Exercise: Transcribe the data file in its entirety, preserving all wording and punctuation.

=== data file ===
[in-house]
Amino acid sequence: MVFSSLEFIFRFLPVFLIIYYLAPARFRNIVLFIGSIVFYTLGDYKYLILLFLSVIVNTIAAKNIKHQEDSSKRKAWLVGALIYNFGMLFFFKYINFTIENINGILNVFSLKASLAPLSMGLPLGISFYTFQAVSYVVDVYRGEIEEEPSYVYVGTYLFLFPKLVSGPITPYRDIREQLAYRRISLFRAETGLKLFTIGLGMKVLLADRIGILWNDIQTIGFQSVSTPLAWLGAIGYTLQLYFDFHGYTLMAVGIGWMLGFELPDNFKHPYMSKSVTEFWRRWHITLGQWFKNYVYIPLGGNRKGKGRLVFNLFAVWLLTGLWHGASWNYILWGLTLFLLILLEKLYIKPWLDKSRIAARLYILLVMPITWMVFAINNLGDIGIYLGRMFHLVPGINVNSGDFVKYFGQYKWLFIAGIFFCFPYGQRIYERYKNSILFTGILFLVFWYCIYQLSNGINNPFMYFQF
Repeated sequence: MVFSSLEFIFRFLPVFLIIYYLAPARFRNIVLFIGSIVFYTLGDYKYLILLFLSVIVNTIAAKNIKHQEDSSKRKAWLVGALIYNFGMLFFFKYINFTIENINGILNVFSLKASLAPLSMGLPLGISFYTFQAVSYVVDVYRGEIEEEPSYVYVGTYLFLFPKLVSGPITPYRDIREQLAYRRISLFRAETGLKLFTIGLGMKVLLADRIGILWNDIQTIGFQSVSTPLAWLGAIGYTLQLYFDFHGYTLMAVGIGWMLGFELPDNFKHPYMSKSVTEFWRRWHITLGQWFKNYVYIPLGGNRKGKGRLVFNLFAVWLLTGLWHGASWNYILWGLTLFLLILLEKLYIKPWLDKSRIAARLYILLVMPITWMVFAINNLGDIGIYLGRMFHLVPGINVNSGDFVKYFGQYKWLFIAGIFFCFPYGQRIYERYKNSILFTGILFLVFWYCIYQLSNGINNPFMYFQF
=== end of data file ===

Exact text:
[in-house]
Amino acid sequence: MVFSSLEFIFRFLPVFLIIYYLAPARFRNIVLFIGSIVFYTLGDYKYLILLFLSVIVNTIAAKNIKHQEDSSKRKAWLVGALIYNFGMLFFFKYINFTIENINGILNVFSLKASLAPLSMGLPLGISFYTFQAVSYVVDVYRGEIEEEPSYVYVGTYLFLFPKLVSGPITPYRDIREQLAYRRISLFRAETGLKLFTIGLGMKVLLADRIGILWNDIQTIGFQSVSTPLAWLGAIGYTLQLYFDFHGYTLMAVGIGWMLGFELPDNFKHPYMSKSVTEFWRRWHITLGQWFKNYVYIPLGGNRKGKGRLVFNLFAVWLLTGLWHGASWNYILWGLTLFLLILLEKLYIKPWLDKSRIAARLYILLVMPITWMVFAINNLGDIGIYLGRMFHLVPGINVNSGDFVKYFGQYKWLFIAGIFFCFPYGQRIYERYKNSILFTGILFLVFWYCIYQLSNGINNPFMYFQF
Repeated sequence: MVFSSLEFIFRFLPVFLIIYYLAPARFRNIVLFIGSIVFYTLGDYKYLILLFLSVIVNTIAAKNIKHQEDSSKRKAWLVGALIYNFGMLFFFKYINFTIENINGILNVFSLKASLAPLSMGLPLGISFYTFQAVSYVVDVYRGEIEEEPSYVYVGTYLFLFPKLVSGPITPYRDIREQLAYRRISLFRAETGLKLFTIGLGMKVLLADRIGILWNDIQTIGFQSVSTPLAWLGAIGYTLQLYFDFHGYTLMAVGIGWMLGFELPDNFKHPYMSKSVTEFWRRWHITLGQWFKNYVYIPLGGNRKGKGRLVFNLFAVWLLTGLWHGASWNYILWGLTLFLLILLEKLYIKPWLDKSRIAARLYILLVMPITWMVFAINNLGDIGIYLGRMFHLVPGINVNSGDFVKYFGQYKWLFIAGIFFCFPYGQRIYERYKNSILFTGILFLVFWYCIYQLSNGINNPFMYFQF